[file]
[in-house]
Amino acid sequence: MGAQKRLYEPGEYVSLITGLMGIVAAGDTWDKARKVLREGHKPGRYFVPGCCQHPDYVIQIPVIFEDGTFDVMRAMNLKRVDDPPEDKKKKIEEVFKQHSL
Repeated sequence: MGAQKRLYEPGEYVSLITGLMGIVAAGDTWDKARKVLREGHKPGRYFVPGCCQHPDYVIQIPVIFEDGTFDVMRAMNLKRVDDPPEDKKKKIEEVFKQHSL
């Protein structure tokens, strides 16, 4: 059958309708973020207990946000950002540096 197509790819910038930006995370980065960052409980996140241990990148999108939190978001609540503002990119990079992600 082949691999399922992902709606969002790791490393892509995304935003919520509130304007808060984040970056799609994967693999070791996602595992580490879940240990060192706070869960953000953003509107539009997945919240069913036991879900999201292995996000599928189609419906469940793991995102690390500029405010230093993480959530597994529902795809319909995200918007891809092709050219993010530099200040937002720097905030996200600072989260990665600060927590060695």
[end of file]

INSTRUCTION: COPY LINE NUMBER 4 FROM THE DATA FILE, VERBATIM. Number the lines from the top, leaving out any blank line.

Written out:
């Protein structure tokens, strides 16, 4: 059958309708973020207990946000950002540096 197509790819910038930006995370980065960052409980996140241990990148999108939190978001609540503002990119990079992600 082949691999399922992902709606969002790791490393892509995304935003919520509130304007808060984040970056799609994967693999070791996602595992580490879940240990060192706070869960953000953003509107539009997945919240069913036991879900999201292995996000599928189609419906469940793991995102690390500029405010230093993480959530597994529902795809319909995200918007891809092709050219993010530099200040937002720097905030996200600072989260990665600060927590060695």